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As it happens, Obama has stepped up immigration enforcement. But if the 76-year-old justice wants to dispute this, he is perfectly free as a citizen to join the political fray and take on the president. But he cannot be a blatantly political actor and a justice at the same time.
Unaccountable power can lead to arrogance. That’s why justices typically feel bound by rules and conventions that Scalia seems to take joy in ignoring. Recall a 2004 incident. Three weeks after the Supreme Court announced it would hear a case over whether the White House needed to turn over documents from an energy task force that Dick Cheney had headed, Scalia went off on Air Force Two for a duck-hunting trip with the vice president.
Scalia scoffed at the idea that he should recuse himself. “My recusal is required if . . . my ‘impartiality might reasonably be questioned,’ ” he wrote in a 21-page memo. Well, yes. But there was no cause for worry, Scalia explained, since he never hunted with Cheney “in the same blind or had other opportunity for private conversation.”
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Then there was the speech Scalia gave at Switzerland’s University of Fribourg a few weeks before the court was to hear a case involving the rights of Guantanamo detainees.
“I am astounded at the world reaction to Guantanamo,” he declared in response to a question. “We are in a war. We are capturing these people on the battlefield. We never gave a trial in civil courts to people captured in a war. War is war and it has never been the case that when you capture a combatant, you have to give them a jury trial in your civil courts. It’s a crazy idea to me.”
It was a fine speech for a campaign gathering, the appropriate venue for a man so eager to brand the things he disagrees with as crazy or mind-boggling. Scalia should free himself to pursue his true vocation. We can then use his resignation as an occasion for a searching debate over just how political this Supreme Court has become.
There was also, of course, the whole conflict of interest and unethical conduct of being a political speaker at a Koch brothers fundraiser, along with Justice Clarence Thomas, just before Citizens United v. FEC. Scalia and Thomas May Have Conflict of Interest, Common Cause Claims (Jan. 19, 2011):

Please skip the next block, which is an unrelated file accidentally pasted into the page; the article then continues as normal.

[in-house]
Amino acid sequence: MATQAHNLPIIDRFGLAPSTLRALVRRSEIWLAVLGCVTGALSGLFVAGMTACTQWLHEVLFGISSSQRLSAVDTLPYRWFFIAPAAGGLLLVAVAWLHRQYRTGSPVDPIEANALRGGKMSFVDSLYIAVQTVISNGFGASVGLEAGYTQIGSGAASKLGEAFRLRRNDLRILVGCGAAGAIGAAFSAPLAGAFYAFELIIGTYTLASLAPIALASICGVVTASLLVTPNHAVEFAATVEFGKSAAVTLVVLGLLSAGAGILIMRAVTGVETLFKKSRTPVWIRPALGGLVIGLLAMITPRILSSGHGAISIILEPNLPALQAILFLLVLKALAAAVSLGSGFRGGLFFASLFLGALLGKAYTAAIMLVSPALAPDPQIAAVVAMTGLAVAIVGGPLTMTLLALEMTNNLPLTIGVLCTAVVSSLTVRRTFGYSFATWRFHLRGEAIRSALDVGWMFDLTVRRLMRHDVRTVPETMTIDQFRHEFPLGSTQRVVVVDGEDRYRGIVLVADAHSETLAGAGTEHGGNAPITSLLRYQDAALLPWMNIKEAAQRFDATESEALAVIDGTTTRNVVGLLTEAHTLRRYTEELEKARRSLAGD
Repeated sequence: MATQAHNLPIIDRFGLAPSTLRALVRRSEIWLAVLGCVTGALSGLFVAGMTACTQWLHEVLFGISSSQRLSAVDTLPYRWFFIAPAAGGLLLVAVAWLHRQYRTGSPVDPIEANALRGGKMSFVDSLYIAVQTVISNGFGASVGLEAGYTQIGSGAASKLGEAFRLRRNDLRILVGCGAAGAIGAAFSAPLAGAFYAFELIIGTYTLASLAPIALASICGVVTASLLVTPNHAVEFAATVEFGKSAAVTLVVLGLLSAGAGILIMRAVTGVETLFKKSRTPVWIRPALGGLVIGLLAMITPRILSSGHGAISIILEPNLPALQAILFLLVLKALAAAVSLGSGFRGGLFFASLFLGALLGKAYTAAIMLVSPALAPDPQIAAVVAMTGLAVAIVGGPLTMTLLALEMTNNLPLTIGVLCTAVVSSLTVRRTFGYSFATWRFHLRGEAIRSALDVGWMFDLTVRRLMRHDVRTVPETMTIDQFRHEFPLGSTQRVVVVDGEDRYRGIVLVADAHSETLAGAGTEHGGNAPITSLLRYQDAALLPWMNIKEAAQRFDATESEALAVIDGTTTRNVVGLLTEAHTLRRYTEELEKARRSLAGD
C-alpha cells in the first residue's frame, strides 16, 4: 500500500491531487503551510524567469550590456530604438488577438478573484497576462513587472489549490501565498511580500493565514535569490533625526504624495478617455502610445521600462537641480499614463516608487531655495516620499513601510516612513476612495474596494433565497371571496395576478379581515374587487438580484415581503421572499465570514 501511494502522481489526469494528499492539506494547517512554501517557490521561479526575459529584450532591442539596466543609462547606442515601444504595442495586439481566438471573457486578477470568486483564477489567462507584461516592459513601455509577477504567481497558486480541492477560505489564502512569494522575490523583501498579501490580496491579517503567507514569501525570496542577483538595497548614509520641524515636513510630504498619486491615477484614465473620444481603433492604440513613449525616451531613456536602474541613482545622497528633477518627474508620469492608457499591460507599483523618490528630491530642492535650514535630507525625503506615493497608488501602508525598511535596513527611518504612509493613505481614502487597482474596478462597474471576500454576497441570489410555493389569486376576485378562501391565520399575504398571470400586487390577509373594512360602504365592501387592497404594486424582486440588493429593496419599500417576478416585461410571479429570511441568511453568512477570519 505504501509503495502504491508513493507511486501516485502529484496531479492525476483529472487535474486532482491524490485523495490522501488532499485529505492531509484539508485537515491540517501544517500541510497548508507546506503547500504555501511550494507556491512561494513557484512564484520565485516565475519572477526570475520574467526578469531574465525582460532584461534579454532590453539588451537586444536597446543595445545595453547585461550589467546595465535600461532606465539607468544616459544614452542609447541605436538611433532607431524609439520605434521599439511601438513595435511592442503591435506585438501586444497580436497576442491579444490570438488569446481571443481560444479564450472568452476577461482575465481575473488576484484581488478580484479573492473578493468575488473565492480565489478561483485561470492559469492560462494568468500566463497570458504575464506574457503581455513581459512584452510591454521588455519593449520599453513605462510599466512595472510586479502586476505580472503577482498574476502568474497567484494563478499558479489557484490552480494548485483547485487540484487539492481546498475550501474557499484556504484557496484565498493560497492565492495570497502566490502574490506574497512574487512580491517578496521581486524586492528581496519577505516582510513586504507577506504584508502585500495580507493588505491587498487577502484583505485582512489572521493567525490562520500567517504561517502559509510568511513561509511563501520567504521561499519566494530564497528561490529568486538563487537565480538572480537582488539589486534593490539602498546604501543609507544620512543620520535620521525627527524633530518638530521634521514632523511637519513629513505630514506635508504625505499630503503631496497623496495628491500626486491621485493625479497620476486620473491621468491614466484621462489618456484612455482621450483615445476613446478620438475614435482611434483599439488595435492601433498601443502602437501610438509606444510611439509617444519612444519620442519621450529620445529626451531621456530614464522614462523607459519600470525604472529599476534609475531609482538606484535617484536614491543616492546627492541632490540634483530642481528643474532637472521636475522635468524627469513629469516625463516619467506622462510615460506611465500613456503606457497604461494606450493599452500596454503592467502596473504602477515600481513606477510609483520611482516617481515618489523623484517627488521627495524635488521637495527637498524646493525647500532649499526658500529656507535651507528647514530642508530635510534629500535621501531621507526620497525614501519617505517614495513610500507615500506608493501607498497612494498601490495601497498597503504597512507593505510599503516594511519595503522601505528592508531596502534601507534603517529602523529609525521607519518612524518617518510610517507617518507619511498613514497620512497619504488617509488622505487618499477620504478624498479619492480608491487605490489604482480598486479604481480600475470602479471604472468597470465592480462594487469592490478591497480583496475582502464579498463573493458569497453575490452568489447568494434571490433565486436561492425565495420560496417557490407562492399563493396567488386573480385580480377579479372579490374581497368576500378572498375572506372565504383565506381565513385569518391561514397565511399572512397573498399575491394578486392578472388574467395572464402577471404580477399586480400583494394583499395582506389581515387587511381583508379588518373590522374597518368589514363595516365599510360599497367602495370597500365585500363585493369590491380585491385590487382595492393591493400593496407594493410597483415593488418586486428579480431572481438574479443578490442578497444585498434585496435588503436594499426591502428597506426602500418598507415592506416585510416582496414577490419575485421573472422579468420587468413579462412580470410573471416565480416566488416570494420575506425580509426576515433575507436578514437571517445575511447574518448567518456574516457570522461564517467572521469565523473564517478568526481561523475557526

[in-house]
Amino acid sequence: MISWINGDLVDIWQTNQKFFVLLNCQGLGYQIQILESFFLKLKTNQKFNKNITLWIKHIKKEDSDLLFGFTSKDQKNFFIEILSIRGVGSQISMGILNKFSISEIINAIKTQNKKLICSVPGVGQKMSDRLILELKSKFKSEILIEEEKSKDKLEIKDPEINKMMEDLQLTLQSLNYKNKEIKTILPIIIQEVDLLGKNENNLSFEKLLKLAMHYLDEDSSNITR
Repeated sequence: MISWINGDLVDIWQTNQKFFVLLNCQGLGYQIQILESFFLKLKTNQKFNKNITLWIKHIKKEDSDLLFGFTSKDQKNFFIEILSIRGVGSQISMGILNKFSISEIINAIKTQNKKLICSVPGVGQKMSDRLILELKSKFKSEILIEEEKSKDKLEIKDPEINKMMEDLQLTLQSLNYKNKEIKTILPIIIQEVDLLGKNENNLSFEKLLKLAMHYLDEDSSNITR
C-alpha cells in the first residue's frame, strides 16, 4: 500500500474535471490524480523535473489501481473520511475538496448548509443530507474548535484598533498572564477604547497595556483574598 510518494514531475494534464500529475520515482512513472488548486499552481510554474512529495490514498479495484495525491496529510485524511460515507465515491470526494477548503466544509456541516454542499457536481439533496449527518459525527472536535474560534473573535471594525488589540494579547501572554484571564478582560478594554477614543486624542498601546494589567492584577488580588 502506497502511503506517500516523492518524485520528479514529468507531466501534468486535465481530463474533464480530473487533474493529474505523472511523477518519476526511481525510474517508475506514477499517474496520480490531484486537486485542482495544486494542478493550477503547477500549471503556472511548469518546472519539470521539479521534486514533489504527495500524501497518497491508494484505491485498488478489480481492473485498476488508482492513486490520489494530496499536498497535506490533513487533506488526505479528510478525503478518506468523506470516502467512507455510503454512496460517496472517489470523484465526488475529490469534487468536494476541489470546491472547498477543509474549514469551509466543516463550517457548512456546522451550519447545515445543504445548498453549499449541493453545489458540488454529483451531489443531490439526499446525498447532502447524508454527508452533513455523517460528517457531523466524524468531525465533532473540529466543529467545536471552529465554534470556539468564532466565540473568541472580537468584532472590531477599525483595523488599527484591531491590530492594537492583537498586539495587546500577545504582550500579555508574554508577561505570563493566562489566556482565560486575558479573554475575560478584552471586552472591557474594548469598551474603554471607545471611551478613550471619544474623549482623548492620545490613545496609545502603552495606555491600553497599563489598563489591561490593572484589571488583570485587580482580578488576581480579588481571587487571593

When the conservative financier Charles Koch sent out invitations for a political retreat in Palm Springs later this month, he highlighted past appearances at the gathering of “notable leaders” like Justices Antonin Scalia and Clarence Thomas of the Supreme Court.
A leading liberal group is now trying to use that connection to argue that Mr. Scalia and Mr. Thomas should disqualify themselves from hearing campaign finance cases because they may be biased toward Mr. Koch, a billionaire who has been a major player in financing conservative causes.
The group, Common Cause, filed a petition with the Justice Department on Wednesday asking it to investigate whether Justices Antonin Scalia and Clarence Thomas should have recused themselves in the case, involving Citizens United, because of their attendance at past retreats organized by the conservative financier Charles Koch, whose company operates a foundation that is a major contributor to political advocacy groups.
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Common Cause said in its petition to the Justice Department that if either of the justices appeared before Mr. Koch’s group between 2008 and 2010, when the court was considering aspects of the Citizens United case, “it would certainly raise serious issues of the appearance of impropriety and bias.”
Mr. Koch and his brother, David Koch, were among the main beneficiaries of the Supreme Court’s decision in the Citizens United case and became a favorite target of liberal groups, which accused them of effectively trying to buy the election.
If Justices Scalia and Thomas were mere federal judges they could not have accepted the invitation, because Canon 4(C) of the Code of Conduct for United States Judges prohibits personal participation in fundraising activities. It states that judges should not “solicit funds for any organization, or use or permit the use of the prestige of judicial office for that purpose.”
The problem is that Supreme Court Justices are not bound by Canon 4(C). They are not subject to the canons of judicial ethics as are all other federal judges. Supreme Court Justices are subject only to their conscience and good character, which Scalia and Thomas have demonstrated are entirely lacking.